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  1. #1
    darinwc's Avatar
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    When did large format become 'large'

    Back in the days, what we call 'large format' was actually the 'normal' format. and all those silly roll folms were the 'miniature' formats.

    So does anyone have a clue as to when the public view of the 4x5, 5x7, and 8x10, and similar formats became too big and the 135 and 120 roll films went from being 'miniature' to 'normal'? I know some people here have hordes of old literature.

  2. #2
    Dave Parker's Avatar
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    I would imagine, back about the time that Kodak came out with the Brownie Roll Film Cameras..

    At least that is what some of the magazine articles I have refer to way back when.

    Dave

  3. #3

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    There was a time when 4x5 was medium format. There is no date but the usefullness of smaller formats increased as film got better.

    You would be better served to look at the milestones of film; thin-film, anti scatter dyes, tabular grain, two electron....
    art is about managing compromise

  4. #4

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    I always thought that Large format became large when Leica put 35mm cine film in a camera and called it miniature.

  5. #5
    David Brown's Avatar
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    April 3, 1947.
    David
    Taking pictures is easy. Making photographs is hard.

    http://www.behance.net/silverdarkroom
    http://silverdarkroom.wordpress.com

  6. #6
    scootermm's Avatar
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    Quote Originally Posted by David Brown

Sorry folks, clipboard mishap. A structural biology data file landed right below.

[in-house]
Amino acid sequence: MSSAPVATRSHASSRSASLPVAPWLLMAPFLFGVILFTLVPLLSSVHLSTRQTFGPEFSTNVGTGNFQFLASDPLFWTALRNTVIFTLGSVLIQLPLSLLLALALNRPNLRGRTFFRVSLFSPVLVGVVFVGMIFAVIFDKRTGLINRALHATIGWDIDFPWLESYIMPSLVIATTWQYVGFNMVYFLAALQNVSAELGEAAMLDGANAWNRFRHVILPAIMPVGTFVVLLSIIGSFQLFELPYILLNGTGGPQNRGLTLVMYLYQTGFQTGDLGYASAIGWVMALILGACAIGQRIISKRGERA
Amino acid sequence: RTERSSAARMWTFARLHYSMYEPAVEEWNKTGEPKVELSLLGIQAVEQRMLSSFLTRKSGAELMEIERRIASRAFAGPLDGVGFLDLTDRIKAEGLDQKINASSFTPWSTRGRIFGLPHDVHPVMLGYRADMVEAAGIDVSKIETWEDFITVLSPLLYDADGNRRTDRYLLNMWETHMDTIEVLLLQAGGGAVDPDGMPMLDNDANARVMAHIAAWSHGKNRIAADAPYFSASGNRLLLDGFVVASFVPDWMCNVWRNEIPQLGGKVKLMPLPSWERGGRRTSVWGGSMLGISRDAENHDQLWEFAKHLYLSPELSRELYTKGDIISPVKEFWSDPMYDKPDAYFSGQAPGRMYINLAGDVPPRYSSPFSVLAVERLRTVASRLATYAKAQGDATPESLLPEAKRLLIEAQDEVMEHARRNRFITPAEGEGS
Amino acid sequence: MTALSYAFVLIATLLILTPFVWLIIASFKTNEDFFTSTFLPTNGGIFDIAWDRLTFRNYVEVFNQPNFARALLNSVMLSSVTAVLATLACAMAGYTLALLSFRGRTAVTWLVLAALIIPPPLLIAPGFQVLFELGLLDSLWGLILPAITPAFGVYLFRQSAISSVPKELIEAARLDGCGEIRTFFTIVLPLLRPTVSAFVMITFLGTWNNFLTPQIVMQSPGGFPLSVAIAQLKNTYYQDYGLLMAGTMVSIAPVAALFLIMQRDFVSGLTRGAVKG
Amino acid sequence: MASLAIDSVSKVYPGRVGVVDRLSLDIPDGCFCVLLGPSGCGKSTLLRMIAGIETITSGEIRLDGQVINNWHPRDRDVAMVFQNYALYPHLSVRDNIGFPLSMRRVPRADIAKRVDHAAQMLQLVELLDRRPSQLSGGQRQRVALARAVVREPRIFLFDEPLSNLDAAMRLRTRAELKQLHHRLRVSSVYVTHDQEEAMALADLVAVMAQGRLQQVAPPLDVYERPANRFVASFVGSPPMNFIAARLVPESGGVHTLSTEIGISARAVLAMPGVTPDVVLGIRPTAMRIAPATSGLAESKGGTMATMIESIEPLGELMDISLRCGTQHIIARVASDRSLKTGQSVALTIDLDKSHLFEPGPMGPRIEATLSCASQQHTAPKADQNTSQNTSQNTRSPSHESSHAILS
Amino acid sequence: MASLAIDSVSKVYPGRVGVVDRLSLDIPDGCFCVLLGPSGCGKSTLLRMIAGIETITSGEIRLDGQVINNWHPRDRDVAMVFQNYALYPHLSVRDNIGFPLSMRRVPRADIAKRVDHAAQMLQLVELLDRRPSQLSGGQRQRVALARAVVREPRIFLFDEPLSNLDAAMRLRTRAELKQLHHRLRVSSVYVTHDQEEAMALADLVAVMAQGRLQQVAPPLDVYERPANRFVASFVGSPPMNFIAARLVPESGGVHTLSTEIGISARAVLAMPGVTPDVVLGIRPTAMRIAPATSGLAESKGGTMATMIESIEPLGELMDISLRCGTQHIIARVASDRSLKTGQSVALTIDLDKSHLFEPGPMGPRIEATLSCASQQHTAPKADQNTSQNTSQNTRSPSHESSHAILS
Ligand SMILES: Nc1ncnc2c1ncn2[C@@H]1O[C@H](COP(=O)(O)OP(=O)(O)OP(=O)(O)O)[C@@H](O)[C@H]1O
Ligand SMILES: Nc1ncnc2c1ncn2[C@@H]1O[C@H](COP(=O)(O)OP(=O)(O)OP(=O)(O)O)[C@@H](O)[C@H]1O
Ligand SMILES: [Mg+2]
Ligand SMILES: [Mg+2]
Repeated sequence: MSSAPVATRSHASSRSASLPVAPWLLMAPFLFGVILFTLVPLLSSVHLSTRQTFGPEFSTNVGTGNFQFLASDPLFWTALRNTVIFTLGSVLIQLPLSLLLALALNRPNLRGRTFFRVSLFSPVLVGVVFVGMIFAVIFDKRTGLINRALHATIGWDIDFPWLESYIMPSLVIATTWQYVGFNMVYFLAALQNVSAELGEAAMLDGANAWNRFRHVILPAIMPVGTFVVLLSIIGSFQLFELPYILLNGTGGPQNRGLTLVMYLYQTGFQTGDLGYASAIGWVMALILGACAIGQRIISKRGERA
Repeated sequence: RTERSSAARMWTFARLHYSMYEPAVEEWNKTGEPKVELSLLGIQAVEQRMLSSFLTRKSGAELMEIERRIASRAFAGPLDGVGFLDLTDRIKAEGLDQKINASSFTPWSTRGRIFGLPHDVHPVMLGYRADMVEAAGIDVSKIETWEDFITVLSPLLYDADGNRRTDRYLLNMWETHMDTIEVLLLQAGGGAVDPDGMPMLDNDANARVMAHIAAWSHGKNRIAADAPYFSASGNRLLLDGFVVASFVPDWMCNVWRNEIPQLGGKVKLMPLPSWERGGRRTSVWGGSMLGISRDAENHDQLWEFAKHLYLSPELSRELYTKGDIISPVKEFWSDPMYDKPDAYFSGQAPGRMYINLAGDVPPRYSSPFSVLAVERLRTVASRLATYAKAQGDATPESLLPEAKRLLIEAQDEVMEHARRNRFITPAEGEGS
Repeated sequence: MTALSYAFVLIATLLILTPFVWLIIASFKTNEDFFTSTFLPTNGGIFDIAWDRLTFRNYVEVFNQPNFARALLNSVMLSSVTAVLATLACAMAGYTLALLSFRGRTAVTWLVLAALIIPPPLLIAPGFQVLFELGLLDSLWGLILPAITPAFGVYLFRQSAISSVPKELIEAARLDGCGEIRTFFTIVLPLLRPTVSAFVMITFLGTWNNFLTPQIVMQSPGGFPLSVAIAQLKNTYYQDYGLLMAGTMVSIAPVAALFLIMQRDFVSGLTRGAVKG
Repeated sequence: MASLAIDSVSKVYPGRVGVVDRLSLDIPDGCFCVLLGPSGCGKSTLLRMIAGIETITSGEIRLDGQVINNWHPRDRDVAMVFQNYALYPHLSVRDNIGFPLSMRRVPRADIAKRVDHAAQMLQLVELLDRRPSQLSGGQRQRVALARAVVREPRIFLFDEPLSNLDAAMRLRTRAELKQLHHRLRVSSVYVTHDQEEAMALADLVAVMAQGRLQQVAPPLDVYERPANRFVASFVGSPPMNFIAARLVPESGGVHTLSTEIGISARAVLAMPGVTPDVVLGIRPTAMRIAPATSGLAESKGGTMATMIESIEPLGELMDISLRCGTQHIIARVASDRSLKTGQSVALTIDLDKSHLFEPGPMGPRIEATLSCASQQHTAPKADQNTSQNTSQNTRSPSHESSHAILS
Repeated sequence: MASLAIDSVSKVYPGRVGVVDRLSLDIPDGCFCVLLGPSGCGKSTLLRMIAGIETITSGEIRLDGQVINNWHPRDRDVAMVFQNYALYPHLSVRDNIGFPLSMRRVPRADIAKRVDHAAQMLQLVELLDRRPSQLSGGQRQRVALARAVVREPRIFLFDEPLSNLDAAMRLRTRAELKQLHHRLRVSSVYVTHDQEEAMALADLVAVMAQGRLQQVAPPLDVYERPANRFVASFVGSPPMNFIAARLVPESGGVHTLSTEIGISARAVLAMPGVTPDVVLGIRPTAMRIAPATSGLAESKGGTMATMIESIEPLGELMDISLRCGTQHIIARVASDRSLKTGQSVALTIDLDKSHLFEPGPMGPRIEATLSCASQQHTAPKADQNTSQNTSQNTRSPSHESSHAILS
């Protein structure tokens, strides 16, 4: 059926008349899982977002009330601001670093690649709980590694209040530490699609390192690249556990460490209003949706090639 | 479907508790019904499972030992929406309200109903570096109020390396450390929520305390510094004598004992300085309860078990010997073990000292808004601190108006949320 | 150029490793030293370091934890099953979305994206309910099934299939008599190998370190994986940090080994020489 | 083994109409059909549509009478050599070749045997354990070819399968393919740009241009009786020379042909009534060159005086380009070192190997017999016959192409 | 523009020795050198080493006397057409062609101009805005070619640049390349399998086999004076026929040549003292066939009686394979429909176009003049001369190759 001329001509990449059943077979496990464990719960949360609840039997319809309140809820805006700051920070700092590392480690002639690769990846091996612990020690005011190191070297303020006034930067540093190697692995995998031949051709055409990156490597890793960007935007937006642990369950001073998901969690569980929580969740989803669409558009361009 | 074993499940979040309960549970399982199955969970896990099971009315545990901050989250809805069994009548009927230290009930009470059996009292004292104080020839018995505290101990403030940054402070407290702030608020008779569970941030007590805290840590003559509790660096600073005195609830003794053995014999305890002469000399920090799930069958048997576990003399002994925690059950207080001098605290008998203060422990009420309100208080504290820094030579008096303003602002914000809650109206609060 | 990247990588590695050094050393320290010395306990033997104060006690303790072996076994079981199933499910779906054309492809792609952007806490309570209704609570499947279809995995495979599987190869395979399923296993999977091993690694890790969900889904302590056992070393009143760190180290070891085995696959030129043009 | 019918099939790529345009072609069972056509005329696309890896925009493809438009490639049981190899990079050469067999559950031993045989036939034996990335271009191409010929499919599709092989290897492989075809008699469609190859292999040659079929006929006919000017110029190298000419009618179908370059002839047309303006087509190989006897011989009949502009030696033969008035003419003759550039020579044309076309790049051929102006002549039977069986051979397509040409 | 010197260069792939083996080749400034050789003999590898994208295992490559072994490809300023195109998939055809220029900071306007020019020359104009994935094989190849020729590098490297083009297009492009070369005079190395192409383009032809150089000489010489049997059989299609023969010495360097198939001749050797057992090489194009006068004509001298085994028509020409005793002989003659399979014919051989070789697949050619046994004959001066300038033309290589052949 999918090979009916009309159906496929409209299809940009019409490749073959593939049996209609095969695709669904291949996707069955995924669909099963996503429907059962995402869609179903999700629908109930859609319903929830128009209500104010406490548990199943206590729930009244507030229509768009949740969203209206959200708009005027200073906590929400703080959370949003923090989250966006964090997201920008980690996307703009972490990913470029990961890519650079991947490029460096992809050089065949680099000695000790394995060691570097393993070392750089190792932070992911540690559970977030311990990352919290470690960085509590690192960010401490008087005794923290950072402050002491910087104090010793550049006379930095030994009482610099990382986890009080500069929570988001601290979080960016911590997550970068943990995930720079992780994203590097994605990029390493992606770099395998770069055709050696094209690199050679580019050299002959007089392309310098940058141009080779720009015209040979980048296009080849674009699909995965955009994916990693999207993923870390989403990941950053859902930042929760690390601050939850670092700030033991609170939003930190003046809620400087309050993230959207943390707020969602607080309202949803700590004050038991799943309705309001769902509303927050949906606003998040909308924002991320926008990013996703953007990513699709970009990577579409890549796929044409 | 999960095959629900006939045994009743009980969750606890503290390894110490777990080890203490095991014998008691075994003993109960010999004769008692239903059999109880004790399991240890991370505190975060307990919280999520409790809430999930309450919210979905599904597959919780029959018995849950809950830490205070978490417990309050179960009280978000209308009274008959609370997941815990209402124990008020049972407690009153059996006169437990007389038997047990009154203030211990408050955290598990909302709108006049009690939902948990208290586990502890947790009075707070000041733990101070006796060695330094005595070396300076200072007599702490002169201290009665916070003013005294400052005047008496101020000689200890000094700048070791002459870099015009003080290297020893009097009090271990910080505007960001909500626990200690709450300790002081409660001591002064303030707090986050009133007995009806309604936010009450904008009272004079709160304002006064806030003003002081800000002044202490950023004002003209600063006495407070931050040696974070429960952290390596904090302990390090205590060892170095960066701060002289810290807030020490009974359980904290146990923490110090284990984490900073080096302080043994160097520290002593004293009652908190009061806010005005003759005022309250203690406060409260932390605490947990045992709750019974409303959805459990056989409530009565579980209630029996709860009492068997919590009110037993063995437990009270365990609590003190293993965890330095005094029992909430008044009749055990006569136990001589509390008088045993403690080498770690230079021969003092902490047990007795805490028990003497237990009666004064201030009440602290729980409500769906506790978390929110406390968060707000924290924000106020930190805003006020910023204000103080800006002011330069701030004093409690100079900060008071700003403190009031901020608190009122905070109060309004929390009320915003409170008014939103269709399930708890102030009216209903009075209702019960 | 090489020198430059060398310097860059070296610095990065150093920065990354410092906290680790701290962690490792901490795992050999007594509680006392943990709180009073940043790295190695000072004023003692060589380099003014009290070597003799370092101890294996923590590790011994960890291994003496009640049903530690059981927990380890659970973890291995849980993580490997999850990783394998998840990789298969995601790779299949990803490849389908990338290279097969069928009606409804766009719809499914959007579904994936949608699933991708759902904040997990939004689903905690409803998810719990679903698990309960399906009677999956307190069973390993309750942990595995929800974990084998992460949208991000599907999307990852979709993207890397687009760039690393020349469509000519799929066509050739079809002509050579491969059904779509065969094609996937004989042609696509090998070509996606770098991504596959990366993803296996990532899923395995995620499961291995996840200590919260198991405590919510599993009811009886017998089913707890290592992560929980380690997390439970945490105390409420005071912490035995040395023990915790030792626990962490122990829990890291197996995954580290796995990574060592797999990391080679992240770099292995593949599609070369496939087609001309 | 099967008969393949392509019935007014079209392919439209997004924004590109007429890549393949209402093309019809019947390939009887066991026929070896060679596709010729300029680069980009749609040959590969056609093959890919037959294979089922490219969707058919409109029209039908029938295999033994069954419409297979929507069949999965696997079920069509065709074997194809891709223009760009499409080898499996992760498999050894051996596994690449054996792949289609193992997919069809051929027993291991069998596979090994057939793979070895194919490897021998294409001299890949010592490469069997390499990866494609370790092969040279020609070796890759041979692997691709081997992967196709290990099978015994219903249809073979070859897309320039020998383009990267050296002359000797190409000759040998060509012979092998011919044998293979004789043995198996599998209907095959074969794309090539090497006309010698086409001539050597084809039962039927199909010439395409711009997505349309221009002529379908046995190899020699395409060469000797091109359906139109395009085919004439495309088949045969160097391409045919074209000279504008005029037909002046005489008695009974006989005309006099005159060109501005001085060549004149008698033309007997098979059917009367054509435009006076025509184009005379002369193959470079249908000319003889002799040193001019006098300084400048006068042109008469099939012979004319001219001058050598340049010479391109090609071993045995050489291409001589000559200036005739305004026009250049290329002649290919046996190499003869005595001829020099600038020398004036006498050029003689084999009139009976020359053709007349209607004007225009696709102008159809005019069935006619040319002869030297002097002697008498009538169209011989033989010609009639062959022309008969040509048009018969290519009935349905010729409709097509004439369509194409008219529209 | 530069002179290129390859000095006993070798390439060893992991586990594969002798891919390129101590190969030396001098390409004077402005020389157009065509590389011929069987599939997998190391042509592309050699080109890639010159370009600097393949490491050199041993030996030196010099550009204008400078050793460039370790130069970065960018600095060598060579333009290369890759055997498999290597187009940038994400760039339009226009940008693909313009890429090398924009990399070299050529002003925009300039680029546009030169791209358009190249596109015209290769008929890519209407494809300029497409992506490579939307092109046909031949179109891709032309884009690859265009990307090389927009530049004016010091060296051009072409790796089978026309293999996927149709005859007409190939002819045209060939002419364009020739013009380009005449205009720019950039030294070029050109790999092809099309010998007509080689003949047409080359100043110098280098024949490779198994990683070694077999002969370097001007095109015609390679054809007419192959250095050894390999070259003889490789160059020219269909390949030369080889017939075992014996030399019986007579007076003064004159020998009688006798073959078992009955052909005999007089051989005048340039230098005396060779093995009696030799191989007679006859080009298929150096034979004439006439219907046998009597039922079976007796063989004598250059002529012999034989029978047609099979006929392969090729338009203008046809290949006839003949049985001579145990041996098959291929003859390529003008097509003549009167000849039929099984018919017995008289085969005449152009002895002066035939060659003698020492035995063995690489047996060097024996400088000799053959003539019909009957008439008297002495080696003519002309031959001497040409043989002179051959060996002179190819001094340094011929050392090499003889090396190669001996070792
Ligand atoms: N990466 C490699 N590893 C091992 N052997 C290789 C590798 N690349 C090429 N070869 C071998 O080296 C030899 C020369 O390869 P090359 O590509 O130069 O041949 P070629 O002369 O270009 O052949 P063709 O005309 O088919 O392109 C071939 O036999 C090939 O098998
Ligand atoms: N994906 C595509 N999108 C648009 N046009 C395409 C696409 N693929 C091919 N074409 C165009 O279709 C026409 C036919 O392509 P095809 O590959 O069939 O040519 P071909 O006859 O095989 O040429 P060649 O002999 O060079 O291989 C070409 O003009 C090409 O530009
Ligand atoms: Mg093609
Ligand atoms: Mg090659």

April 3, 1947.
    david would know.... he used to work for the IRS.

    lol

  7. #7

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    I believe that it became large when A. Adams first used expanded development.
    Claire (Ms Anne Thrope is in the darkroom)

  8. #8
    JBrunner's Avatar
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    When I started buying lenses for it

  9. #9
    jimgalli's Avatar
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    1959. Intro Nikon F
    He is no fool who gives what he cannot keep..to gain that which he cannot lose. Jim Elliot, 1949

    http://tonopahpictures.0catch.com

  10. #10
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    The consensus a century ago was that 8x10 was the smallest "professional" size, the smaller ones were "amateur." Early rollfilm wasn't as good as dryplate, so I would gather that large format in the modern sense (sheet film at 6x9cm or bigger) emerged as consumer photography abandoned plate cameras for rollfilm. There's probably not a specific date, but I would guess you could see the change by the mid-1930s where the Leica and Argus cameras establish a lasting market for 35mm and German TLRs and improved rollfilm give "professional" quality results. (Just remembered: Dorothea Lange used a 4x5 most of the time for her WPA work. One of her coworkers--I can't remember who--had a Rollei. So I guess by the late 1930s pro photographers are using medium format for government work. Maybe that's the date for the introduction of "large format.")
    Here endeth my $.02 lesson.

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